Banks increase lending ratesClosely on the heels of a deposit rate hike by State Bank of India on 28th February, banks such as ICICI Bank and PNB have raised their one-year Marginal Cost of Lending Rate (MCLR) or benchmark rate. SBI has also hiked MCLR.

The consequence of this hike is that your home, car, education, personal and credit card loans are all set to get more costly with banks raising their lending rates. This is the first rate hike move since April 2016.

It is more a result of market rates tightening than RBI action. However, the central bank may follow suit. In its latest meeting, the RBI held its repo rate constant but one of the members of its rate-setting Monetary Policy Committee (MPC) voted for a rate hike. You can read more about it here.

Here is how the rate increases look:

Bank One year MCLR Hike
SBI 7.95 to 8.15
PNB 8.15 to 8.30
ICICI 8.2 to 8.3

Why is this happening?

Various factors such as increasing US rates, higher inflation and more government borrowing have resulted in higher interest rates in India’s government and corporate bond markets. The 10-year benchmark Government of India Bond yield has increased by more than 1% from 6.4% in August 2017 to around 7.74% at present. This rate hike by these banks only reiterates the prevailing conditions in the bond market. As mentioned above, the RBI stance also seems to be moving gradually towards rate increases.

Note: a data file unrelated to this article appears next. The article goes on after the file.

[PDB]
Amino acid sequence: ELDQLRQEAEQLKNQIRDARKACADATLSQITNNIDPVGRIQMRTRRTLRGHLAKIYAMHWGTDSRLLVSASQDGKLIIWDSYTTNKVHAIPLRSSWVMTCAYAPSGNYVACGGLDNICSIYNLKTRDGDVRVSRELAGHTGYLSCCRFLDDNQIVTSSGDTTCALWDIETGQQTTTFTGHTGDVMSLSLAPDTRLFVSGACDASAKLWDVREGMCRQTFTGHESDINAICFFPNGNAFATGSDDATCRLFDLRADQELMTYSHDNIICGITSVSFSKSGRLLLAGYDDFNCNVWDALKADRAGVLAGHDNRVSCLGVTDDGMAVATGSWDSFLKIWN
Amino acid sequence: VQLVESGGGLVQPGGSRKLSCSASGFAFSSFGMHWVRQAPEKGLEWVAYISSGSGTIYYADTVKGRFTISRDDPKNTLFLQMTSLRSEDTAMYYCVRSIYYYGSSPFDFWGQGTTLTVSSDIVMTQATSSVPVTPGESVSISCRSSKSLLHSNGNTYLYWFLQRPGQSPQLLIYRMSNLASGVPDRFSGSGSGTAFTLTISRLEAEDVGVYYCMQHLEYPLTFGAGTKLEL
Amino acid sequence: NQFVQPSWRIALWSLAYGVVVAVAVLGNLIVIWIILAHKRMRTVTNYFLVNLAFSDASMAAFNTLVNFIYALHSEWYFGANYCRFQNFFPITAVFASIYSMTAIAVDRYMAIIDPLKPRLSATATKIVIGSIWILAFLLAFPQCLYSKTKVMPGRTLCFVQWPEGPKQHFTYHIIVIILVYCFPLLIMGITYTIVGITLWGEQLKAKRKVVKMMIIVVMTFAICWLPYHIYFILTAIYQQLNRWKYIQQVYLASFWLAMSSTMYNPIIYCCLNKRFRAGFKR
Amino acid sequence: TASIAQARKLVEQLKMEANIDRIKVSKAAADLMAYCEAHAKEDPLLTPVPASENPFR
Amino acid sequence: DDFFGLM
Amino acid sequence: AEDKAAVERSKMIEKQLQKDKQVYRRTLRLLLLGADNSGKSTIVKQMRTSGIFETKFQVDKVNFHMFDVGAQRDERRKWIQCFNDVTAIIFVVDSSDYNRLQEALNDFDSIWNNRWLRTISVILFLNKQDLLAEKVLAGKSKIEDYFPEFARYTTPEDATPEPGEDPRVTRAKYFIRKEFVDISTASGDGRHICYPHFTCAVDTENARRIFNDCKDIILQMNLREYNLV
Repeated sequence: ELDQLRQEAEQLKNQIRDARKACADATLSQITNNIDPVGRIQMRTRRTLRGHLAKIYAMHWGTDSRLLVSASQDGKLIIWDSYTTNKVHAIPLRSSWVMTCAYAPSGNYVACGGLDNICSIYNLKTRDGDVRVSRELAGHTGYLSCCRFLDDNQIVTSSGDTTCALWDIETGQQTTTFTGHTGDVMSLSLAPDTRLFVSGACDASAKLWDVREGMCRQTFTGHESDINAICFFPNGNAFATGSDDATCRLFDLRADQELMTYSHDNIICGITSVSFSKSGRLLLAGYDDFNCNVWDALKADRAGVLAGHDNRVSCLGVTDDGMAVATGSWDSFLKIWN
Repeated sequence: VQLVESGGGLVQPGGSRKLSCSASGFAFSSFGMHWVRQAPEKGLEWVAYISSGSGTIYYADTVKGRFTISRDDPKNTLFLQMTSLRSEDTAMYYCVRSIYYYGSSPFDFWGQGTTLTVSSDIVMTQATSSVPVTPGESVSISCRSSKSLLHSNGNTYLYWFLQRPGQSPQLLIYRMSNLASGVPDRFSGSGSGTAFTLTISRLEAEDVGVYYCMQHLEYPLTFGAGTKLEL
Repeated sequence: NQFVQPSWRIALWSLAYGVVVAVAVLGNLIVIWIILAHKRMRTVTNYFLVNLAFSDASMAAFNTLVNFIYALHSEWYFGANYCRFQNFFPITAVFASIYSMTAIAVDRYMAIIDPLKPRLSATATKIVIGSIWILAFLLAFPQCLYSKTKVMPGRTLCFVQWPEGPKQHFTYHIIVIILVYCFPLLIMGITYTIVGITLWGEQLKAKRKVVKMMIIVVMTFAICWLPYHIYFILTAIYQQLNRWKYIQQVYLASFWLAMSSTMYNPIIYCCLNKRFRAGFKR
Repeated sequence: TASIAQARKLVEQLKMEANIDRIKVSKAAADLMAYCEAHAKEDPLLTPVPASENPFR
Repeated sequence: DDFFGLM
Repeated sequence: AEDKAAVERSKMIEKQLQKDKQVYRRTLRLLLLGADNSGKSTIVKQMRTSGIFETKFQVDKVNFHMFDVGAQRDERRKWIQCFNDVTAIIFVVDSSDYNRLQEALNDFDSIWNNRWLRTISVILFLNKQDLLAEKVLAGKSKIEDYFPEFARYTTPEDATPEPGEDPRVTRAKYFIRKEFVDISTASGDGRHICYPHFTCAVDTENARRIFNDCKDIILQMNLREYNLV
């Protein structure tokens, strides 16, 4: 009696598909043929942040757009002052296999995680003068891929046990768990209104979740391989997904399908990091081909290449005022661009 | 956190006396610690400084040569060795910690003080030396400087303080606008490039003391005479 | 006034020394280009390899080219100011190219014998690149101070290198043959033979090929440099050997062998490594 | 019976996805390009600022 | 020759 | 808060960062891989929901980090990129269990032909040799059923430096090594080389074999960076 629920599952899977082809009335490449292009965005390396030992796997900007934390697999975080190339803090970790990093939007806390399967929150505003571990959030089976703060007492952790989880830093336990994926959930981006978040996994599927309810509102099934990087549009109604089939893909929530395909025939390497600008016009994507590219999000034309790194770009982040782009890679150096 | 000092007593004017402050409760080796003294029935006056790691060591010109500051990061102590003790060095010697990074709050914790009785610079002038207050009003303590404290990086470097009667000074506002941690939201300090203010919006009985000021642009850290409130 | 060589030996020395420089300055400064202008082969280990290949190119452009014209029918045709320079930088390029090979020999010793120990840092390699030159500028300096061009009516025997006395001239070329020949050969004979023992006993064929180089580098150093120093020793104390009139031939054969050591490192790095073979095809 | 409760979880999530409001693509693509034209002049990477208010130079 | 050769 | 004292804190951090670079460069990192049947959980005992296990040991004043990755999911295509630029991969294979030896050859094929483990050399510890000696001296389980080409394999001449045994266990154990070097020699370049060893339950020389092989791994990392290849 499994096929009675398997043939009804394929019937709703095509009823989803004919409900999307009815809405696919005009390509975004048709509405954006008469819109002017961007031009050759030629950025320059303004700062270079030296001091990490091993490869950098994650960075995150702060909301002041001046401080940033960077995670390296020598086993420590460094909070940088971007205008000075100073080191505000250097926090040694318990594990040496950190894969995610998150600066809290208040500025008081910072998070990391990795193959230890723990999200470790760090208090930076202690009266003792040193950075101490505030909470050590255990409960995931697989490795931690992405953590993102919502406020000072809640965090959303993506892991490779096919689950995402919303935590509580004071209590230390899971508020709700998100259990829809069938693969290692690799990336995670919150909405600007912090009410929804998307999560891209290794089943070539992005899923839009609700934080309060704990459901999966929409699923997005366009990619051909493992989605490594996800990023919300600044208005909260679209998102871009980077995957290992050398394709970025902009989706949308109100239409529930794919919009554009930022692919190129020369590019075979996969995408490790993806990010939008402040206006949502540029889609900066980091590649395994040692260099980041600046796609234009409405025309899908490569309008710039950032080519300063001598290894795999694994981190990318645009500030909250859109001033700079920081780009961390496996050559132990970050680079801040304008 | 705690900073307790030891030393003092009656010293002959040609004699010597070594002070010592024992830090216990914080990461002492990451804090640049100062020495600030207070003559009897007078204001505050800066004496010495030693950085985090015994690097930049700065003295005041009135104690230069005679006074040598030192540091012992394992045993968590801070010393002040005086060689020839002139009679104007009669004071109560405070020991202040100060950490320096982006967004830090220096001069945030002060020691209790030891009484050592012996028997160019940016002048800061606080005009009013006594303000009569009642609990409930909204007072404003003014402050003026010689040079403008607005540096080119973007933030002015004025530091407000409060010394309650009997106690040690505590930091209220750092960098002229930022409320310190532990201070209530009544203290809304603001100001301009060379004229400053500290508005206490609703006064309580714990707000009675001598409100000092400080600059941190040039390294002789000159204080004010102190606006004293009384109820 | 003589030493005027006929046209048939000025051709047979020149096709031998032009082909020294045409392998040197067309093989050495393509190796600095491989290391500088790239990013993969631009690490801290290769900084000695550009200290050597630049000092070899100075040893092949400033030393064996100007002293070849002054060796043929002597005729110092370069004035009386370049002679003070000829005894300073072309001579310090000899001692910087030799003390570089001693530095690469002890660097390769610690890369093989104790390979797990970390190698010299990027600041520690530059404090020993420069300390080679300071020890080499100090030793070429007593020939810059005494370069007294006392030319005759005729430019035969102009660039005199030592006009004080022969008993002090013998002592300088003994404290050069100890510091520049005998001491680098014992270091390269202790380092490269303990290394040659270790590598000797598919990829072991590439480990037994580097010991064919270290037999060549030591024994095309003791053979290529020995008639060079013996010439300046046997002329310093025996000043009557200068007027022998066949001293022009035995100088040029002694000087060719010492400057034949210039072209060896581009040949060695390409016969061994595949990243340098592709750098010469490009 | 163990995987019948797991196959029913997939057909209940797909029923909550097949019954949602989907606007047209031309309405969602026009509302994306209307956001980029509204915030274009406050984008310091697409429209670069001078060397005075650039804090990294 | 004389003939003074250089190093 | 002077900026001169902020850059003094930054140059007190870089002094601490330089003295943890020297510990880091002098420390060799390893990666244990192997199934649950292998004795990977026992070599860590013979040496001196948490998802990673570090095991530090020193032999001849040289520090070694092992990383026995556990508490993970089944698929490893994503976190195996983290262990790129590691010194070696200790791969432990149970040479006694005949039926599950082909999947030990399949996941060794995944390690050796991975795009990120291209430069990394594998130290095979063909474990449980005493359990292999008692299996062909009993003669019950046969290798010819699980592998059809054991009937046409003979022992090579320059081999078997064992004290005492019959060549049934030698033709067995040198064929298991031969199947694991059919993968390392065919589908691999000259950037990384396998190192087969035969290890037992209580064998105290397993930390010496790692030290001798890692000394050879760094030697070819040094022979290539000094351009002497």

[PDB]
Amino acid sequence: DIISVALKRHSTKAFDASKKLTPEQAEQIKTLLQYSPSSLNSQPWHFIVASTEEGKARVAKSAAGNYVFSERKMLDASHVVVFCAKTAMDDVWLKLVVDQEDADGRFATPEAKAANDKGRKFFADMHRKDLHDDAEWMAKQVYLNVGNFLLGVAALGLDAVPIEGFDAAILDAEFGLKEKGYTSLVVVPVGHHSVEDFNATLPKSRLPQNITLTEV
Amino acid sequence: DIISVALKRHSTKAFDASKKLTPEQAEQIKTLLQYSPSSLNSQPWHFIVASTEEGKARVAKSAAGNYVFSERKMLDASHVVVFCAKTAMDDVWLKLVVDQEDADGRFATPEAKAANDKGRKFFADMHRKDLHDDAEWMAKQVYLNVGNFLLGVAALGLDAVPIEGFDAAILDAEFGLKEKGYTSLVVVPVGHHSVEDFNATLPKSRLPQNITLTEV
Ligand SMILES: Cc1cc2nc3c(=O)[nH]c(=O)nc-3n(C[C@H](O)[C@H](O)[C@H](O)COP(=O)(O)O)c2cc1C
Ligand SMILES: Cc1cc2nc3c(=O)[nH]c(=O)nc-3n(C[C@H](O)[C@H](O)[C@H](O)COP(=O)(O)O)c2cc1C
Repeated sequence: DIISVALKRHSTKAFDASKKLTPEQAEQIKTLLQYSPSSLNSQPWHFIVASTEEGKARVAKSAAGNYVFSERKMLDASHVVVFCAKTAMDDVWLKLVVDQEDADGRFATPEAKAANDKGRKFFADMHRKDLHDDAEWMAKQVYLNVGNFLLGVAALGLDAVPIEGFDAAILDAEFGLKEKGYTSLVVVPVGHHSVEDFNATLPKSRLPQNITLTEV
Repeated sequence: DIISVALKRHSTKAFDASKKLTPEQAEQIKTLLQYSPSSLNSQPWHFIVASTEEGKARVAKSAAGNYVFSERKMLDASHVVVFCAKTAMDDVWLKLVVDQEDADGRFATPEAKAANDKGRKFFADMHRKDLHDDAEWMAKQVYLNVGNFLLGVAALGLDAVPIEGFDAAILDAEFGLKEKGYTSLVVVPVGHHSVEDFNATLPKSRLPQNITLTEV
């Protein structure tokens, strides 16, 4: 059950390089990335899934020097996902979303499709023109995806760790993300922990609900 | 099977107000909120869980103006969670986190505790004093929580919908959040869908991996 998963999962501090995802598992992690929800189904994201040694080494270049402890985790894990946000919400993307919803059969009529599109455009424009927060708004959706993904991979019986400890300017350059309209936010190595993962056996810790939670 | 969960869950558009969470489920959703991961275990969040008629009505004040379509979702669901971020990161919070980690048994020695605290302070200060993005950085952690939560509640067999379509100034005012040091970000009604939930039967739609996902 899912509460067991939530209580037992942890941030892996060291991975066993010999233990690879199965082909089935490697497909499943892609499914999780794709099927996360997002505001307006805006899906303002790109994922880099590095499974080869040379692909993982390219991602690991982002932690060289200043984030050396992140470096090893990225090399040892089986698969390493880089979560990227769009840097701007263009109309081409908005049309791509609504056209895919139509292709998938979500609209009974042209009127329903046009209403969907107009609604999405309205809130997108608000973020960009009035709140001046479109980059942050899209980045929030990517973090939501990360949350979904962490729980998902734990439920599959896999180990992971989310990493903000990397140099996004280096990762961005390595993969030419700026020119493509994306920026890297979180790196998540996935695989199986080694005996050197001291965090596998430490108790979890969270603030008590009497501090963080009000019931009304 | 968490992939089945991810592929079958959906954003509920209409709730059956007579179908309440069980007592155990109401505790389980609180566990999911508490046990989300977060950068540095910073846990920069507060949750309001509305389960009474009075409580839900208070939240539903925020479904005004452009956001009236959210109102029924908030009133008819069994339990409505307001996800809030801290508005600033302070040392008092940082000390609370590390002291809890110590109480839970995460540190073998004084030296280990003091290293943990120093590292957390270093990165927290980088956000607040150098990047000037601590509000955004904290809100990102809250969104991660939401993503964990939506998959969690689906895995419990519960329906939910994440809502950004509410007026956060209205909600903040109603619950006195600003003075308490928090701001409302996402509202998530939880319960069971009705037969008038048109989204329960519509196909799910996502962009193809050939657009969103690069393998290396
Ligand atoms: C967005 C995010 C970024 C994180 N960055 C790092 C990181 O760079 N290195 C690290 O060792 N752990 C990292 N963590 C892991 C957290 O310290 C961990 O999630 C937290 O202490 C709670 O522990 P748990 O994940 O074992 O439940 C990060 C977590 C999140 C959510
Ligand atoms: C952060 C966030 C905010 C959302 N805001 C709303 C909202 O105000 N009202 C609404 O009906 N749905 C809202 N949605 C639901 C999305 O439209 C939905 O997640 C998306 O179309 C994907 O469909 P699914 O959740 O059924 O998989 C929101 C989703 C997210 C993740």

What it means for you

Many loans are put onto ‘floating rates’ after a fixed period. For instance, your housing loan may have an interest rate of 9% in the first year, followed by a floating rate for the remaining 9 years. Once you are on a floating/variable rate, your rate will increase when the banks change its lending rate. However, the speed of this change depends on the ‘reset clause’ on your home loan. If you have an annual reset clause, the rate hike may not hit you for a whole year. If, however, you are a new borrower, the loan has become more expensive for you immediately.

The rate hikes will affect you as the interest rates costs on EMIs will go up. To get an idea of just how much for various interest rate scenarios, use our EMI calculator.

There is one silver lining to this. Deposit rates are also being raised, as we write here.

Author
Neil Borate

Neil Borate is Deputy Editor, RupeeIQ. He can be contacted at neil@rupeeiq.com.